To say that the new director of Helper's Mining and Railroad Museum has the educational qualifications for the job is to omit a bunch of other qualifications he has amassed over the years.
Jim Boyd earned his BA degree in history at the University of Washington. However, he had a double major, so he also holds a BA in economics from the same institution.
He later picked up an Master's in Business Administration with an emphasis in economics from UW.
That's the beginning. In the years since that, Boyd has done consulting in Washington, D.C., and worked as a systems analyst as a computer instructor in Seattle.
He owned a coffee house in Seattle, but as espresso machines began sprouting like weeds all around him, he moved on. Boyd has also worked as a training manager for a chain of convenience stores for a few years.
While he was managing a motel in Torrey near Capitol Reef National Park, he got to know Paul Davis, who introduced him to Helper.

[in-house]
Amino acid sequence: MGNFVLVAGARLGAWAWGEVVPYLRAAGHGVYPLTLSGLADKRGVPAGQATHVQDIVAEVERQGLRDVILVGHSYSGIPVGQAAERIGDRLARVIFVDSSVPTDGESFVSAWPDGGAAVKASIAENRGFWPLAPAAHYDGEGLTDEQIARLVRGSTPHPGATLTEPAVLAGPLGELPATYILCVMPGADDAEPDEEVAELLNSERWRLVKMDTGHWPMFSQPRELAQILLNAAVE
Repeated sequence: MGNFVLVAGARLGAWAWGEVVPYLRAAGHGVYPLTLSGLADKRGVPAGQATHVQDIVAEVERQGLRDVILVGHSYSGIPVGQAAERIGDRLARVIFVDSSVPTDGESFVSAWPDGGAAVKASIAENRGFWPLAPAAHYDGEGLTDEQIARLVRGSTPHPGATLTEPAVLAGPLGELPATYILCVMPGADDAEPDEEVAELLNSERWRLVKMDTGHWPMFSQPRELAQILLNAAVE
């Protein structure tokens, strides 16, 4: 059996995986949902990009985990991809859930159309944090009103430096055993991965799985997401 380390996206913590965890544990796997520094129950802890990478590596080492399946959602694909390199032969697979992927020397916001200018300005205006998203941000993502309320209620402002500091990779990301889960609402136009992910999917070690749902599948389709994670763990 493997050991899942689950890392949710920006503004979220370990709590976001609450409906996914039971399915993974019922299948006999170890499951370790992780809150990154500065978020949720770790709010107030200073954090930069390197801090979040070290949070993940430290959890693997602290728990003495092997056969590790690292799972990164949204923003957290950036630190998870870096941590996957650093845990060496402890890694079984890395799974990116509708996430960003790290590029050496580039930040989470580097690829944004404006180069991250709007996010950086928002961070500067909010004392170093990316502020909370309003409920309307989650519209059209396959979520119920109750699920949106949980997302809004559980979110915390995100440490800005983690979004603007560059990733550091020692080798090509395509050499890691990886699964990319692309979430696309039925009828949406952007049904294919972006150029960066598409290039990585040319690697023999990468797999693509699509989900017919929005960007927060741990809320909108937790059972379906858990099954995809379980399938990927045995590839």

"I started visiting. Then in 2006 I went into the oil fields in Wyoming as a baker. Did I mention I was a baker in the Navy?" he explained. He used Helper as his base camp, commuting to Wyoming and roughly doubling the wages he had been making as a motel manager.
When the oil company pulled up stakes and moved to North Dakota, the commute would have been too long. He stayed in Helper and got the job as musem director.
Stephanie Fitzsimons, his predecessor, will be staying on as a volunteer. Boyd is grateful for that.
"She has done a great job here," he said. As he sees it, her flair for presentation and interpretation complements his own strong points. "I look at it as an inventory management task," he explained.
Boyd is enthusiastic about the "tremendous potential" he sees for the museum's role in community and economic development. "It is a place for families to come and spend some time together," he said.
Museum development will fit hand-in-glove with the city's overall goal of diverting drivers away from Highway 6 and onto Main Street.